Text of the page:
Deep in revisions for an upcoming 2nd edition of The Together Teacher (date TBA!), l find myself thinking lots about Specials Teachers. As the daughter of an art teacher, I know that materials management, mobile classrooms, and communication with colleagues matter a TON for music, art, PE, media, theatre teachers and many more.
Kate F., a music teacher in Oakland, was kind enough to share her tricks with us here. Pictures are worth 1,000 words, so let’s peek at what helps Kate and her students stay Together while making music!
First of all, here’s Kate!
And here are some of Kate’s students!
How on earth does Kate teach, conduct lessons, pull off performances, and run all of the other numerous events that go along with being a music teacher?
Here were my top SEVEN! Including my personal favorite involving painter’s tape!
#1: Managing Multiple Classes
Kate tells us, “With four different classes in one day, ranging from advanced orchestra to beginning strings, I have minimal time to erase my boards and write new agendas. I used electrical tape to create columns. The class signs on each heading are laminated and have magnetic tape strips on the back, in case I want to change the order. Below the board are crates organized by section, for students to put their music folders and shoulder rests into when we are done.”
#2 Managing Massive Amounts of Materials
“Our school site owns all of our violins and other string instruments. Each violin has a proper home and matching label on the rack.”
#3 Dedicated Work Station
“While we all wish we had unlimited resources to make instrumental repairs, I do a lot of smaller ones on my prep at this station.”
#4 Sort the Small Stuff
“There are expensive instrument organizational systems, but I bought these shelves and labeled them for the percussion section.”
This one reminds me of the semi-Together Lego system for my own children!
#5 Sort the Papers
“Just like my mentor teacher taught me, I have a filing cabinet system for my scores. They are currently alphabetical by title.”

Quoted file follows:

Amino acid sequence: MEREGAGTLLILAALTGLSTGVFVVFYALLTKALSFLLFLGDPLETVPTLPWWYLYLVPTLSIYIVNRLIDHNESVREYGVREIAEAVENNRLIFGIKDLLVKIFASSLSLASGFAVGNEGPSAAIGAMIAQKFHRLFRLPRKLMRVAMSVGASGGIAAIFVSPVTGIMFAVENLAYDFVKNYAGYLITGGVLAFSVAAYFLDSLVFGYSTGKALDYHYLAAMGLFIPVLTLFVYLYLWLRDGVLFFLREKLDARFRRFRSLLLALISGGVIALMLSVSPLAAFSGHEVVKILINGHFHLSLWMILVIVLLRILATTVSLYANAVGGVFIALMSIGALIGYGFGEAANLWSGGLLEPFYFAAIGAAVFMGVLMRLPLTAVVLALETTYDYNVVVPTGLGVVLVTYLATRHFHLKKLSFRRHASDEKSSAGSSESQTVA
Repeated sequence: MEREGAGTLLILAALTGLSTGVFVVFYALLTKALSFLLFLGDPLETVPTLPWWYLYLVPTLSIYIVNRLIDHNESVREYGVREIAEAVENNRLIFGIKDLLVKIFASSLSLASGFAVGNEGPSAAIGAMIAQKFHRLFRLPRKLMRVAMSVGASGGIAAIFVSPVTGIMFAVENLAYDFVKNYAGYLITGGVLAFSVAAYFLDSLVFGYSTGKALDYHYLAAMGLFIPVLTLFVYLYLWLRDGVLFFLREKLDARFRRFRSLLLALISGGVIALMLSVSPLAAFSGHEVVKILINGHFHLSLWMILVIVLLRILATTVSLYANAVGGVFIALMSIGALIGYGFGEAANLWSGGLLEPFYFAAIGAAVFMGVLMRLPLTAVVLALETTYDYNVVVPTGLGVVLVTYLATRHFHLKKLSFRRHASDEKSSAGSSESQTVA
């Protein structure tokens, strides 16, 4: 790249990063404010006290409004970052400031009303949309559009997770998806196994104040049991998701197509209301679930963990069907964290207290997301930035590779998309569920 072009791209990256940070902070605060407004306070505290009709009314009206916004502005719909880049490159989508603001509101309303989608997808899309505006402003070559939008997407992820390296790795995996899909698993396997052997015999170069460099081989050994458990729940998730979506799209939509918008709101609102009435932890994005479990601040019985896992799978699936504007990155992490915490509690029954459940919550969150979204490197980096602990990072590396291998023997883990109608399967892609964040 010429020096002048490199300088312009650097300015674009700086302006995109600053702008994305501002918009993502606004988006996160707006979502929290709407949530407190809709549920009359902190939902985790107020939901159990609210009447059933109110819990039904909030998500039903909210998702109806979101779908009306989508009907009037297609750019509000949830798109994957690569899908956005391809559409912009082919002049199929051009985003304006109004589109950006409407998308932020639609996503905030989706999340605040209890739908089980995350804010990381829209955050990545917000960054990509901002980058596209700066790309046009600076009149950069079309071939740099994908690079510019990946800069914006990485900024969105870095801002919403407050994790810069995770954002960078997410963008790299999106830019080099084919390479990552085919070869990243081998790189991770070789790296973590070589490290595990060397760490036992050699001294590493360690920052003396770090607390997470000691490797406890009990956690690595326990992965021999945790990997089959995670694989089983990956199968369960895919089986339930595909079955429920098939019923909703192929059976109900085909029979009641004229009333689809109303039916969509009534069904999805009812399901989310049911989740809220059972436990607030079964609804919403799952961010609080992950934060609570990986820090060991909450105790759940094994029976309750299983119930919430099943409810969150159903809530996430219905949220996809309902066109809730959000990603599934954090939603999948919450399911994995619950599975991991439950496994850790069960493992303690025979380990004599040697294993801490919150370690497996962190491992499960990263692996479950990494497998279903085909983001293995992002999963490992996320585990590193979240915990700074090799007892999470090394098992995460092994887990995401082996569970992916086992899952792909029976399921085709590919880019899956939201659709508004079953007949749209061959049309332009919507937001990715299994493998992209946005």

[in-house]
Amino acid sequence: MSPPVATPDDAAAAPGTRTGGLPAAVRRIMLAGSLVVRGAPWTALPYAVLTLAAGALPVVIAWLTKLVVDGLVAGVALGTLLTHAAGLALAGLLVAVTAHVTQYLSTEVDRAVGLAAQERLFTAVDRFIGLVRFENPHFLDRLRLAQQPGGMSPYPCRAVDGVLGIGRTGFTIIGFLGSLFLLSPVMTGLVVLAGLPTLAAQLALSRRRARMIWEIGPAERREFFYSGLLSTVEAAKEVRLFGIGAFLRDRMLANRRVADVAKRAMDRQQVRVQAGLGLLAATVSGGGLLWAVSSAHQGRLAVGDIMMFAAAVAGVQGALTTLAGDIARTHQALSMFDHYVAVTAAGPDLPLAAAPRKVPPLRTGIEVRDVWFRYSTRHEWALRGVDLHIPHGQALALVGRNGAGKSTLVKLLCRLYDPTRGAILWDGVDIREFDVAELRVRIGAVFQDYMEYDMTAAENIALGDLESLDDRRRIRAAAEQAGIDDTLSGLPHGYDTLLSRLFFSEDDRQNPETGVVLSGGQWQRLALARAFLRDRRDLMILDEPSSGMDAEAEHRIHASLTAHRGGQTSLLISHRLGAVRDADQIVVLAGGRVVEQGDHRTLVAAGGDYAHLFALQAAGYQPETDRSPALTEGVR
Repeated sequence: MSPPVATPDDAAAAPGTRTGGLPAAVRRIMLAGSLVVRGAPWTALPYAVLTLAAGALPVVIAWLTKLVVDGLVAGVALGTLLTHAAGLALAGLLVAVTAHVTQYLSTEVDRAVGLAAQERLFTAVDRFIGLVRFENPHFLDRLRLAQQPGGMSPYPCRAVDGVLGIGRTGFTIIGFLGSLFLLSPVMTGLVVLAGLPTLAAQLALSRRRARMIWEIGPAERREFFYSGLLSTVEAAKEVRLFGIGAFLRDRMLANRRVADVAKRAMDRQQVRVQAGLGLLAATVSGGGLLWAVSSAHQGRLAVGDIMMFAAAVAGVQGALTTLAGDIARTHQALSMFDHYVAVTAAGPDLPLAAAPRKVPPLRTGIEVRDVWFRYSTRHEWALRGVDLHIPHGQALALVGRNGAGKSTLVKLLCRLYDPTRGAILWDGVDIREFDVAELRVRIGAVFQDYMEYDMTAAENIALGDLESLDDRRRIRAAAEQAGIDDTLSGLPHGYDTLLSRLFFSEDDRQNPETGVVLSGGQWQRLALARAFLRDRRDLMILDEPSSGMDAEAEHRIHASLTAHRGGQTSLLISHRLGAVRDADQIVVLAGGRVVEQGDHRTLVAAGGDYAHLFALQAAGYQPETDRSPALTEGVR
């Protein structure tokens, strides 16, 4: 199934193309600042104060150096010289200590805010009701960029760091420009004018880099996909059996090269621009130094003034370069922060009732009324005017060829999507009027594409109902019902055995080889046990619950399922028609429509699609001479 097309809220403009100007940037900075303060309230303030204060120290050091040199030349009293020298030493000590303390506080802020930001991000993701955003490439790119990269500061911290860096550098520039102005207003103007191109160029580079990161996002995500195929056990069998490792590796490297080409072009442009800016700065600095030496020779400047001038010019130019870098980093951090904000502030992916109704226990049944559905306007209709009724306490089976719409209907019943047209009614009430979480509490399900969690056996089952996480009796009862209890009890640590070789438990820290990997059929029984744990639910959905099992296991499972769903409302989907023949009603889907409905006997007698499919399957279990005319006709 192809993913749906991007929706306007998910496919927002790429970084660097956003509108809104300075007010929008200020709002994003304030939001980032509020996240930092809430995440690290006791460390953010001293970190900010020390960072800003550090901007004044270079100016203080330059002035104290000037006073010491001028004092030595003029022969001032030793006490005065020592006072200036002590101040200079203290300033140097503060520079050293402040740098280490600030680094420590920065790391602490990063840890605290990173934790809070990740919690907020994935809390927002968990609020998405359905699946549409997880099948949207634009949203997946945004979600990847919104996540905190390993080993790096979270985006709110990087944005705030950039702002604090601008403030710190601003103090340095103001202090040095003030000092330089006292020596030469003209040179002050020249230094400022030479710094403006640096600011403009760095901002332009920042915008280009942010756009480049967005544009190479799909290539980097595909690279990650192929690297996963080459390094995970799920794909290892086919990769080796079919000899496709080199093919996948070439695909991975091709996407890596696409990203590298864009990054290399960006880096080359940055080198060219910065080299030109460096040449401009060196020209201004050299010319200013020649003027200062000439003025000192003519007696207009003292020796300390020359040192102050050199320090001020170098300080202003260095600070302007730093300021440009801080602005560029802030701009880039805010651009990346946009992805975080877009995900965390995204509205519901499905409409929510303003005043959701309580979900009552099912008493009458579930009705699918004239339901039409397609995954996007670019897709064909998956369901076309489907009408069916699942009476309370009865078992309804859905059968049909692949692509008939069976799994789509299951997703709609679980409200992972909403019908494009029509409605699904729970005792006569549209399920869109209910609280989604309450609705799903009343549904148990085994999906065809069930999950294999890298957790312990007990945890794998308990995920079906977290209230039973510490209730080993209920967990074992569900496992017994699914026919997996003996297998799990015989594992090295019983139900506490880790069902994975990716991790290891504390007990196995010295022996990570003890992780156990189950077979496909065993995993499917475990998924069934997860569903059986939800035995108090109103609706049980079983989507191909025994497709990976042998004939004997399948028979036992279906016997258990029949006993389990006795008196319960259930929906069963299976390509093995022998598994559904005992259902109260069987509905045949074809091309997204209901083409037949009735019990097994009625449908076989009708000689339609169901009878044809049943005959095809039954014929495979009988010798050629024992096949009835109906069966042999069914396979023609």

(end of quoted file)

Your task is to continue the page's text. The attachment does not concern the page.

Gotta love a good old-fashioned and organized file system!
#6 Set the Space
My personal favorite! “Music rooms can be very large, which means they’re often used in a multi-purpose way. With many people breaking down and setting up the room throughout the week, I laid down painter’s tape and other duct tape to show where the chairs need to go. To help students find their seats at concerts, I also labeled the chair itself to match the number on the tape line.” Be still, my heart!
#7 Student Supply Center
Last but not least, Kate’s Musician Supply Center! This includes a space to get replacement rosin, retrieve a sharpened pencil, put away “flat” pencils, discard trash, and sign out other materials via the binder. The set of drawers under the table is for both blank and completed worksheets. Students are free to access the Supply Center as needed.
There is SO much I love about Kate’s Togetherness, but a few pieces of awesomeness make her systems particularly appealing to me:
- Using existing and inexpensive materials.Kate is not wasting time setting up Pinterest-perfect, color-coded systems. She is taking inexpensive materials she has on hand and setting up systems that WORK—efficiently and with little maintenance.
- Promotion of Student Togetherness.I bet students in Kate’s classes know exactly where to go and what to do . . . which leaves more time for . . . music!
- Codification and future planning.From the careful care of instruments to the thoughtful storage of musical scores, Kate is set for years to come.
Any PE, art, or other specials subjects want to go next? Send me your pictures!